The chemistry of leather • The chemistry of leather

The chemistry of leather


TThe chemistry of leather today’s Video of the Day from the American Chemical Society explores how leather is made.  

The process of tanning animal hide is used to prevent rotting, stabilize the structure of the material, and to improve the skin’s resistance to temperature. Leather is a durable and flexible material and can be produced through manufacturing processes that range from cottage to heavy industries. The processing can be divided into three sub-processes: the preparatory stage, tanning and crusting. All true leathers will undergo these sub-processes.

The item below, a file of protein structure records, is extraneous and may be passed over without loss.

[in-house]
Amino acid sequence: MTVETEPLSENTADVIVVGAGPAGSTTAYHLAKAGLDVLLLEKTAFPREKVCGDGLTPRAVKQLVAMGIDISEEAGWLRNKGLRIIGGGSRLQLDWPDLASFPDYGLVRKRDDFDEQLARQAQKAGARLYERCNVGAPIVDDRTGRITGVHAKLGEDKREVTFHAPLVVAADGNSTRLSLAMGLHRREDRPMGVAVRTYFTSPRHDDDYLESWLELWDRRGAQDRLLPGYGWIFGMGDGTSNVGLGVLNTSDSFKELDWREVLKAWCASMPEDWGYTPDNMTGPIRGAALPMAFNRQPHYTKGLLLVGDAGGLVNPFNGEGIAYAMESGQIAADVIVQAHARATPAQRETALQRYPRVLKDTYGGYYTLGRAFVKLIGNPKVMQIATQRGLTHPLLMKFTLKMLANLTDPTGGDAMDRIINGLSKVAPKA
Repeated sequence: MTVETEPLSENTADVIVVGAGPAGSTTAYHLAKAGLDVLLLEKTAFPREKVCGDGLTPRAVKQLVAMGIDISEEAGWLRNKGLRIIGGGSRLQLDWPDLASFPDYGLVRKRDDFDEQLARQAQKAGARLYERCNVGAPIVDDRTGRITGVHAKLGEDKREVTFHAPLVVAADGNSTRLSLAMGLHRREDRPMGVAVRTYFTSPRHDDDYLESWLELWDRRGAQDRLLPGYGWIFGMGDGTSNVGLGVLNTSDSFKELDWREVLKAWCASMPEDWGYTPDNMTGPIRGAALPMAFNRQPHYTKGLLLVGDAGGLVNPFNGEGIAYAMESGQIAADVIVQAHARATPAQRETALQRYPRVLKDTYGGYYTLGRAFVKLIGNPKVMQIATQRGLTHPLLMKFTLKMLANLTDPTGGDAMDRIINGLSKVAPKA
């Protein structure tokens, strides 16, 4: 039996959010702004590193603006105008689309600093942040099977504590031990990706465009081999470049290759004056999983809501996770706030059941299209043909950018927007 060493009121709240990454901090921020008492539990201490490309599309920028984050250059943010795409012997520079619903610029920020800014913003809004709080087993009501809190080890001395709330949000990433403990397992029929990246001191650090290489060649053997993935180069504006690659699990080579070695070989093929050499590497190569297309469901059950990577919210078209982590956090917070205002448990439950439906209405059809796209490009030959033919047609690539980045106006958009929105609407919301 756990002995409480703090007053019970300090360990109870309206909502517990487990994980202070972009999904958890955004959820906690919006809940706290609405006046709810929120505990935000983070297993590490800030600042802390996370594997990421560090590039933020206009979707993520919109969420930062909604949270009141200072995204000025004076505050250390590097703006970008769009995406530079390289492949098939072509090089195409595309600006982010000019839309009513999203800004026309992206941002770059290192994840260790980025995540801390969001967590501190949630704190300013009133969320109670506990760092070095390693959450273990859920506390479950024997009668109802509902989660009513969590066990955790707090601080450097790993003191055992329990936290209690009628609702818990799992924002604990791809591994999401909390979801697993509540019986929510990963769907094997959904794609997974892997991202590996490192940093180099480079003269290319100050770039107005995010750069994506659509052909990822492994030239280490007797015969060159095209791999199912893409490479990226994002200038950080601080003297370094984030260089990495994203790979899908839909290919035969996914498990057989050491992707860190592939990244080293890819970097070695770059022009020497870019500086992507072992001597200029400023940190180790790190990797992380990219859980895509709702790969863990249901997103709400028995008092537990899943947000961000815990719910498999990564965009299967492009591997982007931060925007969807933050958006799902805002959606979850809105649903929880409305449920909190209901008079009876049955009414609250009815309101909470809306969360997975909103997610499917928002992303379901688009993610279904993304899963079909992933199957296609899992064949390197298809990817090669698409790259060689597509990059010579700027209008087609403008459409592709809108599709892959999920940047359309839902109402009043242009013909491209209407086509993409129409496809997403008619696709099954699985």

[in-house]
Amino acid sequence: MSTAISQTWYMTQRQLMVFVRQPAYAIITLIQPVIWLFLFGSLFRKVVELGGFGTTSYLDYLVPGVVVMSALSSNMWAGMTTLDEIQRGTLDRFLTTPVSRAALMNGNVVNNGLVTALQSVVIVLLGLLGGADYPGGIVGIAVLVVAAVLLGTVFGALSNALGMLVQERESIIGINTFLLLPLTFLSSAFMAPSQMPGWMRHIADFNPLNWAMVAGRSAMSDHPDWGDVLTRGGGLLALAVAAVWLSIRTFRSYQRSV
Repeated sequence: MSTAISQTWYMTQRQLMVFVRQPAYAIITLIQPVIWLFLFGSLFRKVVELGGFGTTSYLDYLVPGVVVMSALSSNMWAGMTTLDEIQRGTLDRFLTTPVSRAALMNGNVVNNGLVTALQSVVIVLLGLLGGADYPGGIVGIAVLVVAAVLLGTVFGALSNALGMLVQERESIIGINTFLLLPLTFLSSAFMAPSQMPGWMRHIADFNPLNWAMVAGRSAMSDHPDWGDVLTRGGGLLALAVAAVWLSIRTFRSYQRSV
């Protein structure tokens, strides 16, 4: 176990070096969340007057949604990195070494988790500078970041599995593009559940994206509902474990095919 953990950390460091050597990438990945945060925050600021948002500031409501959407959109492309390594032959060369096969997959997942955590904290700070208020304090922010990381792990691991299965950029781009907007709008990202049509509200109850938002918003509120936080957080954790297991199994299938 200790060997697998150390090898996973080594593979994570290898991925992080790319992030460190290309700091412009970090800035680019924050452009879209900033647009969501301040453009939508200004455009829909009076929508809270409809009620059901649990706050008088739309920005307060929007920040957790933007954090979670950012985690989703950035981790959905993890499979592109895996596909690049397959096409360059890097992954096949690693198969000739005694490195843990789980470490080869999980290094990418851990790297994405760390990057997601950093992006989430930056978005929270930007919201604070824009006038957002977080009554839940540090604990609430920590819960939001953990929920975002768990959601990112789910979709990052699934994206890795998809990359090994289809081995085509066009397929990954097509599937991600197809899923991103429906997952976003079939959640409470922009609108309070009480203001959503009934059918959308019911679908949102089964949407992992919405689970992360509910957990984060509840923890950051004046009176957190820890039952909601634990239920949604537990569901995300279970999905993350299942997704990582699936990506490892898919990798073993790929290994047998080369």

On a molecular scale, however, scientists still do not know exactly what happens during tanning. Regardless, the system has worked now for thousands of years. The term tannin (from tanna, an Old High German word for oak or fir tree, as in Tannenbaum) refers to the use of wood tannins from oak in tanning animal hides into leather; hence the words “tan” and “tanning” for the treatment of leather.

Testing the chemical properties of leather determines the quality and durability of leather goods, and lets you know whether your finished product meets the legal trading requirements for the international market.

By Chrissy Sexton, Staff Writer

Video Credit: American Chemical Society

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